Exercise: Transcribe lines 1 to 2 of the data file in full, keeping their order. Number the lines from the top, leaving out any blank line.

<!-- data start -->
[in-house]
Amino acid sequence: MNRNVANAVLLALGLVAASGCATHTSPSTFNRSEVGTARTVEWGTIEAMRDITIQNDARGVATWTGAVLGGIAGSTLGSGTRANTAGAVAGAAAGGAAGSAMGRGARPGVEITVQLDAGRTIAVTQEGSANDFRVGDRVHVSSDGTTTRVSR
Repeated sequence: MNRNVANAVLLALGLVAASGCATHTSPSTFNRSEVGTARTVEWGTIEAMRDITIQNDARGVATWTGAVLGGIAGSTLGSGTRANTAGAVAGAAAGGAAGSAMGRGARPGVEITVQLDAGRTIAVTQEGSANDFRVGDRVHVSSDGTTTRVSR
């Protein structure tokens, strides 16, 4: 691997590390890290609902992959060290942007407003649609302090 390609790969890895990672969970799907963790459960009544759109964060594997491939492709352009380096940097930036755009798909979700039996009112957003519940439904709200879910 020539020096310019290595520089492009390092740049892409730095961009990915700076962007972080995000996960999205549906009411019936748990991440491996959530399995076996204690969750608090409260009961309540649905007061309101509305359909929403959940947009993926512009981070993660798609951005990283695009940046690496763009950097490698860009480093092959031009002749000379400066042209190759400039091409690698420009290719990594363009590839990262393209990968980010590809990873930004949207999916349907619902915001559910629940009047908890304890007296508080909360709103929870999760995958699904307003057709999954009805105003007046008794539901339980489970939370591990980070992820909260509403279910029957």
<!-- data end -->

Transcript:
[in-house]
Amino acid sequence: MNRNVANAVLLALGLVAASGCATHTSPSTFNRSEVGTARTVEWGTIEAMRDITIQNDARGVATWTGAVLGGIAGSTLGSGTRANTAGAVAGAAAGGAAGSAMGRGARPGVEITVQLDAGRTIAVTQEGSANDFRVGDRVHVSSDGTTTRVSR